Visual survey of canceled products

It’s been four decades now since the first video game console, the Magnavox Odyssey, made waves in electronic entertainment. With such a long and varied history of video game systems behind us, it should be no surprise that more than a few consoles were planned but never made it to market.

With history as our guide, let’s dig through the annals of long lost hardware to find 10 such gaming machines that never graced store shelves anywhere. Their stories serve as powerful cautionary tales that, if heeded, should serve to prevent the same mistakes from being made in the future. And they’re loads of fun to gawk at, too.

In the mid-1990s, Sega’s product line suffered an extreme case of multiple personality disorder. By 1995, the company supported eight incompatible gaming platforms: Genesis, Sega CD, 32X, 32X CD, Game Gear, Pico, Saturn, and in some markets, Master System. It also sold the CDX (a combined Sega Genesis and a Sega CD unit in a semi-portable package) and the Nomad (a fully handheld Genesis console). Then, on top of all that, there was the proposed Sega Neptune.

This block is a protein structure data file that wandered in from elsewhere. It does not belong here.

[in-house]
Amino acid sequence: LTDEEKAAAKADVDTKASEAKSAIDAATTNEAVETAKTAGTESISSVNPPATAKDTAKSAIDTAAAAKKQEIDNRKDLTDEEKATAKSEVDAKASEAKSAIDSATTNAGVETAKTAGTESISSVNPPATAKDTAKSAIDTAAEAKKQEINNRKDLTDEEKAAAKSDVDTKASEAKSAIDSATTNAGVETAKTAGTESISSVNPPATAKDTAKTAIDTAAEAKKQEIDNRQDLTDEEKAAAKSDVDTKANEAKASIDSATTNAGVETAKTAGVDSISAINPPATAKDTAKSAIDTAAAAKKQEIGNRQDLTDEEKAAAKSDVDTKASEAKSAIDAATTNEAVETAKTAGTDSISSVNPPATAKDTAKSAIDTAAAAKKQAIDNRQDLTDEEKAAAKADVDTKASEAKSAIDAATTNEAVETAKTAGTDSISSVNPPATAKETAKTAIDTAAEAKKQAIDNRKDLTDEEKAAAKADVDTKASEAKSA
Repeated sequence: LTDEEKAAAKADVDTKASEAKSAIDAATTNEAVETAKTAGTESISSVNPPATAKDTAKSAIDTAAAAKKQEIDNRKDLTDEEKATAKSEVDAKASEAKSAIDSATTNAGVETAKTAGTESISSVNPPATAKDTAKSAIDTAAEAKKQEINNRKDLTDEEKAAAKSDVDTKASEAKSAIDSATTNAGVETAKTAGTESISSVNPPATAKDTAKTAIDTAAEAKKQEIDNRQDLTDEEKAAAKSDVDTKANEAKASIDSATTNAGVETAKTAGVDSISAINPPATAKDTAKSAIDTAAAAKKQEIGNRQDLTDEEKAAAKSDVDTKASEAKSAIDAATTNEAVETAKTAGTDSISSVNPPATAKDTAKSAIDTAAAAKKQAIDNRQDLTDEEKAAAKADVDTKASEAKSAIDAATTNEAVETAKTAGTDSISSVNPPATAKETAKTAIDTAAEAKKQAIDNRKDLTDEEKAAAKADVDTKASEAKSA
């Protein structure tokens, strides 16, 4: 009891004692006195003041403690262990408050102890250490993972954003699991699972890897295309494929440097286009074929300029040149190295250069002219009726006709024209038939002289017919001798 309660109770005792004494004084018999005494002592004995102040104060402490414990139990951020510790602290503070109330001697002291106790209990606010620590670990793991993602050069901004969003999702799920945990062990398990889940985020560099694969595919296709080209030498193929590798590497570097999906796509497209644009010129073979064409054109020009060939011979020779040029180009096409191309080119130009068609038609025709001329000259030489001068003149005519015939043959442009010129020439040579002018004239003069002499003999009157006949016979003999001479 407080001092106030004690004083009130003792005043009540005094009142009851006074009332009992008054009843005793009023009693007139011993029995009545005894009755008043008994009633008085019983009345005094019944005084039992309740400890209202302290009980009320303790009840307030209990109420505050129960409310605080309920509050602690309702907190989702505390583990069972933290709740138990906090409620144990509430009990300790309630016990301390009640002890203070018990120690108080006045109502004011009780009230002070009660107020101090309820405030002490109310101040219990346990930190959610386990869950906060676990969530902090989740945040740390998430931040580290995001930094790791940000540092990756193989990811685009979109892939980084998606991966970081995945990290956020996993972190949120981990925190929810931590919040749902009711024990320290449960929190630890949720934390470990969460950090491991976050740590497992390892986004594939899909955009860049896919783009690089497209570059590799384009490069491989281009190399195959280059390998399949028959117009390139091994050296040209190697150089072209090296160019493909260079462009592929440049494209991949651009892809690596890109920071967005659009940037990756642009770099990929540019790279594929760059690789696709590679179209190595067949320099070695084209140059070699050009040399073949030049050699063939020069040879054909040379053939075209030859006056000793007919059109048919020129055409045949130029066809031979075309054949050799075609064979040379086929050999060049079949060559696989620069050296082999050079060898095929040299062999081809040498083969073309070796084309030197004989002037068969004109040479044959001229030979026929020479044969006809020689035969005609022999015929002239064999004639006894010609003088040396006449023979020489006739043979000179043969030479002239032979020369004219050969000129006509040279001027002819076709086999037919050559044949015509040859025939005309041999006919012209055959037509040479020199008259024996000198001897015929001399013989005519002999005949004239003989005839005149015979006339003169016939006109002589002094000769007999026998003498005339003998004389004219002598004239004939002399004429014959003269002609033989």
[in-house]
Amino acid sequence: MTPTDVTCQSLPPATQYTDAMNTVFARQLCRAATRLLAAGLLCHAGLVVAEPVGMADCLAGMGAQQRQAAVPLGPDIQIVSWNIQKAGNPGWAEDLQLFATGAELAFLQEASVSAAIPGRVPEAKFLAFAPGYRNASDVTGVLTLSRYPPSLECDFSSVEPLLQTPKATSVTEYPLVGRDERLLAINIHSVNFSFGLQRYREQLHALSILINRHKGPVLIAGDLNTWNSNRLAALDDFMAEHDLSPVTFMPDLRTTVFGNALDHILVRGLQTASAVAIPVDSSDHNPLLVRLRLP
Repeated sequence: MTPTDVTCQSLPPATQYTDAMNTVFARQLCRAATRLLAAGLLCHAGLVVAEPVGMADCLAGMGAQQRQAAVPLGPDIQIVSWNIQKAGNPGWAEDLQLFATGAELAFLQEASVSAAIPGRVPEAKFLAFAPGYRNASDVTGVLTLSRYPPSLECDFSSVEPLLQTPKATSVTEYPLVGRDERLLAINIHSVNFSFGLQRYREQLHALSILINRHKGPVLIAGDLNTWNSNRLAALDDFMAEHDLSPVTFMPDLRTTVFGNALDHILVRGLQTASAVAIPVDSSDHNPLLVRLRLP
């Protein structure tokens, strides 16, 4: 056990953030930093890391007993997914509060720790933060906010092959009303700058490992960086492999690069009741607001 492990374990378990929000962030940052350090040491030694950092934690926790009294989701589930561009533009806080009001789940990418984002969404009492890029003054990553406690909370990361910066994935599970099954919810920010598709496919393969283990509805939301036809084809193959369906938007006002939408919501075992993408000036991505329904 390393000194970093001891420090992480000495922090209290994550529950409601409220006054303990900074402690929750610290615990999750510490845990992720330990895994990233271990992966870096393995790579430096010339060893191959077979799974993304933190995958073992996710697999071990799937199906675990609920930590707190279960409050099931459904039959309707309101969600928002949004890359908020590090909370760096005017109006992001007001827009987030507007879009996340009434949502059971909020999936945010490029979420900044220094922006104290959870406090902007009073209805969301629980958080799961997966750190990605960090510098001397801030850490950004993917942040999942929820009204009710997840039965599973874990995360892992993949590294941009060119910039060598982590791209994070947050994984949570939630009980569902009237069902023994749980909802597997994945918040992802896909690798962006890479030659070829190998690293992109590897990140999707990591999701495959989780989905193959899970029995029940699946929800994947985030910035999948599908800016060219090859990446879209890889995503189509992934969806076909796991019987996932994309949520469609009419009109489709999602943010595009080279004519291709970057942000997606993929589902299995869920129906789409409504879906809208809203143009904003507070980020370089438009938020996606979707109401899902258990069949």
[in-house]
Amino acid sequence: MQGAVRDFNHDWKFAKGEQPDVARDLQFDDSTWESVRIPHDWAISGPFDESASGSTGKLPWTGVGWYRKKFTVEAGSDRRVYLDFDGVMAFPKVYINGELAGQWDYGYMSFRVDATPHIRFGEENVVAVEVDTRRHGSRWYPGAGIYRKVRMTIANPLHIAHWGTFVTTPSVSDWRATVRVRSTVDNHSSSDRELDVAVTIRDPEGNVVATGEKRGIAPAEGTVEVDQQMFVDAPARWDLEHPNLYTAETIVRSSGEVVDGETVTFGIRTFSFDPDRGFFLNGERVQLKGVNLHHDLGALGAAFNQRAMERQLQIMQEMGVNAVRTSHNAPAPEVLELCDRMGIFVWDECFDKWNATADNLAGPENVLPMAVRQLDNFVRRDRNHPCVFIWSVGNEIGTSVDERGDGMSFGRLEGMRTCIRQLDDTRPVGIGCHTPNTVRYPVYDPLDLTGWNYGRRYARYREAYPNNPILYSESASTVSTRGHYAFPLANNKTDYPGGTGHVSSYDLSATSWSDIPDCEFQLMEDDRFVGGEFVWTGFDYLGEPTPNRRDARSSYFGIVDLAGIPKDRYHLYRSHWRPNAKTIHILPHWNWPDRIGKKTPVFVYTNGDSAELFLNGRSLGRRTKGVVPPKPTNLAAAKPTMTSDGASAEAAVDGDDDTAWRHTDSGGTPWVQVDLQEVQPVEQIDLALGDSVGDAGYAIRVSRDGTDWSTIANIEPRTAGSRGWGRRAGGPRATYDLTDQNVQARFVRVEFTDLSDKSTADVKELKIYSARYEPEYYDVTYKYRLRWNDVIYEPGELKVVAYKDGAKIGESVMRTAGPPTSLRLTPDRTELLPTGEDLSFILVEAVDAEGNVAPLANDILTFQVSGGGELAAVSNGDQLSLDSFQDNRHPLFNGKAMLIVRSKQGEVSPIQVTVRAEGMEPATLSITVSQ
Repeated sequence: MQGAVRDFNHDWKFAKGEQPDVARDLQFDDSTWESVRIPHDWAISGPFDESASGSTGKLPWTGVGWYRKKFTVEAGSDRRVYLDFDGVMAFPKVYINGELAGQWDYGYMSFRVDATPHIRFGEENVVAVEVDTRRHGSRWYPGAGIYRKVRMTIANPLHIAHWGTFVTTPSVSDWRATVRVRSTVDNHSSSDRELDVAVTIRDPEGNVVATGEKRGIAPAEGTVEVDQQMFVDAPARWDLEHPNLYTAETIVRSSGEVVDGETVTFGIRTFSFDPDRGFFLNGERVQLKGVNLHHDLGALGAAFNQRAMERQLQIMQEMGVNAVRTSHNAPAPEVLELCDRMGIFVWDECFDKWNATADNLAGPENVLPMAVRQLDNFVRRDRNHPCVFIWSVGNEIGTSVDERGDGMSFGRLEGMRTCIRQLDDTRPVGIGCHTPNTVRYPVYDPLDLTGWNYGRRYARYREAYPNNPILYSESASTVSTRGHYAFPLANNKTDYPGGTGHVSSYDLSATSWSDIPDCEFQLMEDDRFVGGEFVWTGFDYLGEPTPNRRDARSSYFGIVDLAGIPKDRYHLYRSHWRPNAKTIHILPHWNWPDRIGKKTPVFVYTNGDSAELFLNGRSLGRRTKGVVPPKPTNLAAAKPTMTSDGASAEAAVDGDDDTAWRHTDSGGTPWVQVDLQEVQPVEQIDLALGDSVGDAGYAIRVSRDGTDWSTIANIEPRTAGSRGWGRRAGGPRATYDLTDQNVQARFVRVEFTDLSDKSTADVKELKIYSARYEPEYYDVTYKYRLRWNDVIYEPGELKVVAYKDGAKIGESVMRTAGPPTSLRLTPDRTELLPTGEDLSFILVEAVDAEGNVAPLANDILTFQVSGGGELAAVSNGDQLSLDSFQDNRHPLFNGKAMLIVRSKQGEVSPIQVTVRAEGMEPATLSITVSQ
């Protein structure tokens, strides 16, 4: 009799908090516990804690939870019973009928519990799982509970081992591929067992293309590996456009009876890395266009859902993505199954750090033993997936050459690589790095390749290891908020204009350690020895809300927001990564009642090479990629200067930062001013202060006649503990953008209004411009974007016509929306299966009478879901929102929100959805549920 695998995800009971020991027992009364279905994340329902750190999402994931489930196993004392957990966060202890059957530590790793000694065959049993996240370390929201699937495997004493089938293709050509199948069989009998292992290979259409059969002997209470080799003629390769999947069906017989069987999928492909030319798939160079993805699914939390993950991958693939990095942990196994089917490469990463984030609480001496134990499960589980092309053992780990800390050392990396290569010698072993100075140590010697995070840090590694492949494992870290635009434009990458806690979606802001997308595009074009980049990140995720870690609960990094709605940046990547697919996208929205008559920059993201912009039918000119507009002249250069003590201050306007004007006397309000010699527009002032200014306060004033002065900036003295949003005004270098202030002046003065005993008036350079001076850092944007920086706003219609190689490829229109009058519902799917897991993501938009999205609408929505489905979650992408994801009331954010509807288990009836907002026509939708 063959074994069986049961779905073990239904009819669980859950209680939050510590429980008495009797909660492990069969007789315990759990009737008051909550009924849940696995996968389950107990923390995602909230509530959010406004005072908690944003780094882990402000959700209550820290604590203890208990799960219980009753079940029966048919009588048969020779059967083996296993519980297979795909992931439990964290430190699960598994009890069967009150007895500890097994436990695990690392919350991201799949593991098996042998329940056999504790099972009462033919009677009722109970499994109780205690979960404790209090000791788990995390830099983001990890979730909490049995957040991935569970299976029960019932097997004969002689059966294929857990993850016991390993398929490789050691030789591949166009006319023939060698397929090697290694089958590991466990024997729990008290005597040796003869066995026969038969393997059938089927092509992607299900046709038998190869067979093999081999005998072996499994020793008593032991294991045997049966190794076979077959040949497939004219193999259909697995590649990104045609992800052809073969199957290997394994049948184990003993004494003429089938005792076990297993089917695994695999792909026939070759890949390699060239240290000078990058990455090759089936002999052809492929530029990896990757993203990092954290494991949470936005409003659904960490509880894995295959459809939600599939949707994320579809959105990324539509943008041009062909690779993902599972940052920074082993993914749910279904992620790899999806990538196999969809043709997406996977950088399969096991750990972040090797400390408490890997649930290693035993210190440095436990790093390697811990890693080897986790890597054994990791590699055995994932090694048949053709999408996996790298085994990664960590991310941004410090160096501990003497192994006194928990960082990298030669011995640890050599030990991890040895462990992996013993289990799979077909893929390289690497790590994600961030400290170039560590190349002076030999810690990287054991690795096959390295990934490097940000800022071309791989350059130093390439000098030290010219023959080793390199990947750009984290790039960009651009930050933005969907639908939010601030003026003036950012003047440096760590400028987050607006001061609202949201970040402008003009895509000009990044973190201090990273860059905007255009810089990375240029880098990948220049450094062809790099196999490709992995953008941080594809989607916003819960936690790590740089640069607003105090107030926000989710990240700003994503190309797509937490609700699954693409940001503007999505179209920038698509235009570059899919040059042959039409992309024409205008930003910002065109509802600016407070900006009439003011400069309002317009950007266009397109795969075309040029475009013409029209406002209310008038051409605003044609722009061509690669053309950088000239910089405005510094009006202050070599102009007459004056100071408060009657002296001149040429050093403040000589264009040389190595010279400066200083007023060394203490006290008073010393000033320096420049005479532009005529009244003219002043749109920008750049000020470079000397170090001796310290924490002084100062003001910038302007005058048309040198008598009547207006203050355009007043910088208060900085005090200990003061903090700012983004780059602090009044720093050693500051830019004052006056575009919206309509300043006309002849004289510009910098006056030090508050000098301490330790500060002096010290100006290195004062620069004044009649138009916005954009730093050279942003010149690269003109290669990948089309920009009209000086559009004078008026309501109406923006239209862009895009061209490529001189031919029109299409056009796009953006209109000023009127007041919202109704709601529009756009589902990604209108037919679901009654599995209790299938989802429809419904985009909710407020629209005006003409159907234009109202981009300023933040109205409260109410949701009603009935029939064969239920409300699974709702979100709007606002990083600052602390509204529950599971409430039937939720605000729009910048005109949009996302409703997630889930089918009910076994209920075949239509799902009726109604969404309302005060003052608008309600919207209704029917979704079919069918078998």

Sega designed the Neptune as a way to simplify its product line by combining a Genesis and the 32X add-on into one unit. But as you can see by the list above, Sega definitely did not need another game product to support. Around this time, a rare modicum of sanity hit the company, and word came down from its Japanese HQ to focus only on its new flagship console, theĀ Sega SaturnĀ (1994). As a result, the Neptune (phew) never made it to market.

The VAS, designed and promoted by a small American company called Ultravision, promised to be an all-in-one answer to every video gamer’s wildest dreams. It was to integrate a 10-inch color TV set, a video game system, and a high-powered computer into one unit. In addition to the console’s own custom software, plug-in modules would be available to let users play Atari 2600 and Colecovision games on the VAS. All this sounded too good to be true, and it was: in the end, Ultravision’s promises of gaming excellence proved to be nothing more than a load of hot air.